You can hope they get their comeuppance, sometimes spelled come-uppance.
It may not entirely provide what you need because there is no inference contained in the word itself that it is an unspoken hope of he/she who seeks vengeance.
It means getting what they deserve. It was coined in the mid-19th century. I believe it may have been used by Dickens, but no reference of his is quoted in the OED entry, which I reproduce below in its entirety.
orig. English and U.S. dial., now gen. in the U.S., less common elsewhere.
Enough to serve one (by way of retaliation or check); one's deserts.
1859 Harper's Mag. Jan. 277/1 Dennis once got his ‘come-up-ance’.
1880 M. A. Courtney Gloss. Words W. Cornwall in Gloss. Cornwall 14/1 Come-upping, a flogging. ‘I'll gi' 'ee a sound come-upping.’
1884 W. D. Howells Rise Silas Lapham viii. 366 Rogers is a rascal... But I guess he'll find he's got his come-uppance.
1897 E. Higginson Tales Puget Sound 155, I can give him his come-up-'ans if he goes to foolin' around.
1897 W. D. Howells Landlord Lion's Head xxi. 153 Well, I did get my come-uppings that time.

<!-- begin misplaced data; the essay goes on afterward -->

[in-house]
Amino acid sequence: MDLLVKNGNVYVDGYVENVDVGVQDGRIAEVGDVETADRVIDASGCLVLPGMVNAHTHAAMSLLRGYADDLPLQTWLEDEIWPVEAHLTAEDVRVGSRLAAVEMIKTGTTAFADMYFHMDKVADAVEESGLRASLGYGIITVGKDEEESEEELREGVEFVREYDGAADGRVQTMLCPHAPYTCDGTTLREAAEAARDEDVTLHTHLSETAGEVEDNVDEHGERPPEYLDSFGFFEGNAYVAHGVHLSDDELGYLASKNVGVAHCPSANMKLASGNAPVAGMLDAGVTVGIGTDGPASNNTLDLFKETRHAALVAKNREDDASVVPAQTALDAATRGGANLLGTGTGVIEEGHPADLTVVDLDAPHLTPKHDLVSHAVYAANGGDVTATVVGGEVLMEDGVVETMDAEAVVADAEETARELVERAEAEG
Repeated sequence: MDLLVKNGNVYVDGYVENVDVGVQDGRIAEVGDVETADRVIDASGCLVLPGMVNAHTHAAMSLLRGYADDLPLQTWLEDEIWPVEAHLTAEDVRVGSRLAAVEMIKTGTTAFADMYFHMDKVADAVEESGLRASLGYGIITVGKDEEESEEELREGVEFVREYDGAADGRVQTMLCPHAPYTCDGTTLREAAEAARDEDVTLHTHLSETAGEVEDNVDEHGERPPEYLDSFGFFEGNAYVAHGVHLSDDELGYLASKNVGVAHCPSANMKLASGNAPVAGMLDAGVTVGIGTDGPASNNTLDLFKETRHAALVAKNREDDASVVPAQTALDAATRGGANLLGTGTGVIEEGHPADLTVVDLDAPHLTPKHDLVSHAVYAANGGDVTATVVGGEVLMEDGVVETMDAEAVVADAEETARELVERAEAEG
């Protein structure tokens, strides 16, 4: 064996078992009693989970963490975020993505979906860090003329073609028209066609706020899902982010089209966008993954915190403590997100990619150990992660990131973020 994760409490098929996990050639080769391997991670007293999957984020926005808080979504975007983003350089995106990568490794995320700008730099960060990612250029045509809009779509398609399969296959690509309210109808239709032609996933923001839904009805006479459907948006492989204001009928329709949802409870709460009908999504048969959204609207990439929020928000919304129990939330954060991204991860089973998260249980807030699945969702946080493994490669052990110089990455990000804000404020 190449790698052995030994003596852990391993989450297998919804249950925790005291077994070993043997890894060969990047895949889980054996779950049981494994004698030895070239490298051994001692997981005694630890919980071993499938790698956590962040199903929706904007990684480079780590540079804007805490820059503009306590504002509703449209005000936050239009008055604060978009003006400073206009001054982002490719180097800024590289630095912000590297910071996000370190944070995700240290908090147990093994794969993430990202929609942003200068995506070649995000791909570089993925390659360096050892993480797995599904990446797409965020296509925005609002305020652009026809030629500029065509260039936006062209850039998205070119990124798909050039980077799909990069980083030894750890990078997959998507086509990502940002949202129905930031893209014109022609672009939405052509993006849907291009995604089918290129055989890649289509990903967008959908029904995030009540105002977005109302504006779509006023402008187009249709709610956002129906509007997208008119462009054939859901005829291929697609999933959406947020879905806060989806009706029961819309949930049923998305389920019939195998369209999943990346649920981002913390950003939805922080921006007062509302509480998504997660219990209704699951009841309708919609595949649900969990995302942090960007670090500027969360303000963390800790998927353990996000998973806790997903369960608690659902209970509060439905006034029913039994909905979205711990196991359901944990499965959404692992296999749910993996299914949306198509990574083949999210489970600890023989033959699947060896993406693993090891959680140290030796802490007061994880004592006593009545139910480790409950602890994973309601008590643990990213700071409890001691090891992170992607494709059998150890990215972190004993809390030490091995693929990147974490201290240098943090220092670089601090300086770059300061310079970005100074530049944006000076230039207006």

1923 ‘B. M. Bower’ Parowan Bonanza vi. 70 ‘An' that's where he got 'is come-uppance,’ he gloated.
1943 D. W. Brogan Eng. People i. 21 The roles of teacher and taught were suddenly reversed, to the delight of a world that saw the English at last get their come-uppance.
1957 G. B. Stern Seventy Times Seven 15 She's bound to get her come-uppance one day.
1959 Cambr. Rev. 2 May 461/2 When they actually appoint [at Cambridge] a sociologist they will get their comeuppance.
1963 Ann. Reg. 1962 40 Fleet Street, accustomed to pour scorn on the inefficiencies of other industries, had its ‘comeuppance’ with the report of the Shawcross Commission.